Renowned world over by critics and audiences alike for his Vengeance trilogy (Sympathy For Mr. Vengeance, Oldboy and Sympathy For Lady Vengeance), Korean director Park Chan-Wook makes his English language debut with Stoker, a brooding psychological thriller rooted deep in the gothic. It’s written by Prison Break alum Wentworth Miller and boasts many of its directors trademarks: ravishing visuals, strong performances and a deluge of tainted motifs.
Shocked by the sudden, unexpected death of her father, India Stoker (Mia Wasikowska) resigns herself to the solitary home life she shares with her unstable mother Evelyn Stoker (Nicole Kidman) in their remote estate. However, when India’s obscure Uncle Charlie (Matthew Goode) arrives on the scene and begins to assume her fathers position, the mood is severely altered. As India attempts to discover his true colours, she slowly becomes more and more infatuated with him and his dark underside.
The script – chosen by Park Chan-Wook himself after being included on the 2010 Black List of best unproduced screenplays – explores a hefty range of themes, from sinister secrets and repressed sexuality, to incest and strained family politics. Miller sticks to a uncluttered narrative formula, forcing many of these elements to bubble ferociously under the surface as the three characters tussle for power. This is matched through the terse, suggestive dialogue that’s delivered so well by the leads.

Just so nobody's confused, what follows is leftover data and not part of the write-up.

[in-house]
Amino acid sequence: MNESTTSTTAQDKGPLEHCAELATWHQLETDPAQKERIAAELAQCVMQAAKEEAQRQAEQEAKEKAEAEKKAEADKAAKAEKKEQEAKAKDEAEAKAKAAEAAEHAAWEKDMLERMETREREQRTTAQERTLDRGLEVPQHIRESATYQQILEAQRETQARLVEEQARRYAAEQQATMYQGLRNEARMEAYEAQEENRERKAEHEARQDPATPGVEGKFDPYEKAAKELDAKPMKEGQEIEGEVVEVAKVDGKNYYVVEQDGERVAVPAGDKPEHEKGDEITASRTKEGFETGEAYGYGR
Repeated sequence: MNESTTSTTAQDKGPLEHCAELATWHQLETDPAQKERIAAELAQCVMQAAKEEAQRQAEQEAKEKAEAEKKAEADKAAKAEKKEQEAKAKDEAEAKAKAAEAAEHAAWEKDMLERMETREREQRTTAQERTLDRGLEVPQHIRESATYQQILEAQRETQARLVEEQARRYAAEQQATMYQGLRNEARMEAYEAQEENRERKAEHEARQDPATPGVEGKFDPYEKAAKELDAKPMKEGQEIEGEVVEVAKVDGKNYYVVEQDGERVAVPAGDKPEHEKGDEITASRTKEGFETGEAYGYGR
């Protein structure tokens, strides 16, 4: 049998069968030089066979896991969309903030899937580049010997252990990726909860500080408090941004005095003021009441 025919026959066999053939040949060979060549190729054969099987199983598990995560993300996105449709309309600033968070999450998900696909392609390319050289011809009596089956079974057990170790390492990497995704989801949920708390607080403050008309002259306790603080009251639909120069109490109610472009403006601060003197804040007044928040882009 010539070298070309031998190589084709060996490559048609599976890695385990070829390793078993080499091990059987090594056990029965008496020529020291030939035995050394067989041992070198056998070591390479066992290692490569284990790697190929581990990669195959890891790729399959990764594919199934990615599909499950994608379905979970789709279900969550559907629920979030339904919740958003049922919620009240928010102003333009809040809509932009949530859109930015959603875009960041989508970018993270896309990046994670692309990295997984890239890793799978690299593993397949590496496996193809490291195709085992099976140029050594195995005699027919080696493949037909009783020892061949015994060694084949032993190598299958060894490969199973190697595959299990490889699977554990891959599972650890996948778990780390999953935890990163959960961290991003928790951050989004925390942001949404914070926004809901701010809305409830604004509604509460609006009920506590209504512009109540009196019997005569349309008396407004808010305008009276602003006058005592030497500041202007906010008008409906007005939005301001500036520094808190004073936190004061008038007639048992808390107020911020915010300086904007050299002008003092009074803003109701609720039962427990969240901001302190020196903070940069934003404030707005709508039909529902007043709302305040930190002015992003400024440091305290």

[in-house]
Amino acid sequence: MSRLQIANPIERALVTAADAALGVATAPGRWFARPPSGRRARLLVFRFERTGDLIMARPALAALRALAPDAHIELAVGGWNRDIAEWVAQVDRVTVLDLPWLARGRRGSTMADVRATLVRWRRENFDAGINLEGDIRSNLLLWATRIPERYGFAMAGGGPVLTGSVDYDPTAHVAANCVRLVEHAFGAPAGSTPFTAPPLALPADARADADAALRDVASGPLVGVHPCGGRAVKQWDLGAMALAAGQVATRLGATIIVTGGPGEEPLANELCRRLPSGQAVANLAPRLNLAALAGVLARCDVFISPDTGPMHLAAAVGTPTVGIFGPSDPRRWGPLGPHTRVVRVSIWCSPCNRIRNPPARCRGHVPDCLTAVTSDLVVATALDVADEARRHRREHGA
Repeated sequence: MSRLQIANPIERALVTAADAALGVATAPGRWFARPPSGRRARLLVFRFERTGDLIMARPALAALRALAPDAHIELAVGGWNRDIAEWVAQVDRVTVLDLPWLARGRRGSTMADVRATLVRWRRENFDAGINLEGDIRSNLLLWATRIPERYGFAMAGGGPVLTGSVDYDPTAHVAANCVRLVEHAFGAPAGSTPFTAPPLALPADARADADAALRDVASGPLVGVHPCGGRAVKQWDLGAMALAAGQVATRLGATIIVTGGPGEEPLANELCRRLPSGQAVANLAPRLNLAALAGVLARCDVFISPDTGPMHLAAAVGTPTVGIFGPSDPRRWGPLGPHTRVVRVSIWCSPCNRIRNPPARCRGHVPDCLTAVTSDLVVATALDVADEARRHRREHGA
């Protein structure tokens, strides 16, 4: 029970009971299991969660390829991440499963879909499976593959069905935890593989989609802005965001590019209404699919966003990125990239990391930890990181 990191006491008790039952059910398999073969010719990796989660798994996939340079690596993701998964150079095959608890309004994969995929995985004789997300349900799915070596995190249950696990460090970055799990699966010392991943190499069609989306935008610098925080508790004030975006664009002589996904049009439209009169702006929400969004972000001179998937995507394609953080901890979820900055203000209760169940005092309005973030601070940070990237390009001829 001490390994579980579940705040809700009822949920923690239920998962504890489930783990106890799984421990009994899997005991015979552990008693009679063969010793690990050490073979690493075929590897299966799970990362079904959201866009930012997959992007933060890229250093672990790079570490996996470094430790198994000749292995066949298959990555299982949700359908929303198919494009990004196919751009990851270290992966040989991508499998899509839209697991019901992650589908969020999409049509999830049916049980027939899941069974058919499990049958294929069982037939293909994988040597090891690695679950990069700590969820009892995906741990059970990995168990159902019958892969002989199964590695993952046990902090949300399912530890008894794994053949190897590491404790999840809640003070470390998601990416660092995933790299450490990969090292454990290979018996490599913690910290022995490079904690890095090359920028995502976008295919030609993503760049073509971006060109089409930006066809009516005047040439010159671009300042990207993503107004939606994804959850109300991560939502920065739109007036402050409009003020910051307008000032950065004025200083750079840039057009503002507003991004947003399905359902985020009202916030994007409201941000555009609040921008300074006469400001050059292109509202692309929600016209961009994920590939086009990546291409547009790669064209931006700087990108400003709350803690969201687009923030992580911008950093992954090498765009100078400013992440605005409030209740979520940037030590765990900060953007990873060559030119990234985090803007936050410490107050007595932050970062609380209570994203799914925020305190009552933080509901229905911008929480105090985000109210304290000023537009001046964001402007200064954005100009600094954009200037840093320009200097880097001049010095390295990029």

It’s a restrained, mind over matter approach that, while ultimately leaving the film lacking in depth (there’s nothing here to properly sink your teeth into, which will likely leave many underwhelmed), keeps the audience on the knife edge of its impressively maintained sense of foreboding tension as the secrets surrounding Uncle Charlie’s personality and presence are slowly pieced together by India, and she herself experiences a formidable transformation.
The leads each position themselves well, with Wasikowska and Kidman both delivering admirable, subtle performances. But this is Goode’s film, and he’s terrific as Charlie: a Hitchcockian figure of both trepidation and allure, signified through the manoeuvring, conflict-inducing relationships he harbours with both India and Evelyn. This brings to light the idea of masculine power and how someone with such unwavering physical purpose can alter people so drastically.
The final act will come as something of an anti-climactic misfire considering the build up that leads to it, yet this shouldn’t be allowed to diminish what preludes it. Using Miller’s script as a template, Park Chan-Wook has used temperate, watchful direction, the vacillating tension between his leads and Clint Mansell’s evocative score (a scene of percolating sexual chemistry between Indie and Charlie is superb) to create a skilful psychological thriller that’s perhaps more curious than it is exceptional.